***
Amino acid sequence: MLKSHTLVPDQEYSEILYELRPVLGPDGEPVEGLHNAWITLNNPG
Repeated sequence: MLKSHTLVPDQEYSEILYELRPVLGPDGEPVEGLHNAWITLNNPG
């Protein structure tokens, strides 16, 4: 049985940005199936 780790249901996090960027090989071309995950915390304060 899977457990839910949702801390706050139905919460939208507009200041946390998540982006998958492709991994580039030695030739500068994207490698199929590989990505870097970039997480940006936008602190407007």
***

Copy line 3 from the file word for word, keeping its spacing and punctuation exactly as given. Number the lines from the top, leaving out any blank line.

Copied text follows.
């Protein structure tokens, strides 16, 4: 049985940005199936 780790249901996090960027090989071309995950915390304060 899977457990839910949702801390706050139905919460939208507009200041946390998540982006998958492709991994580039030695030739500068994207490698199929590989990505870097970039997480940006936008602190407007």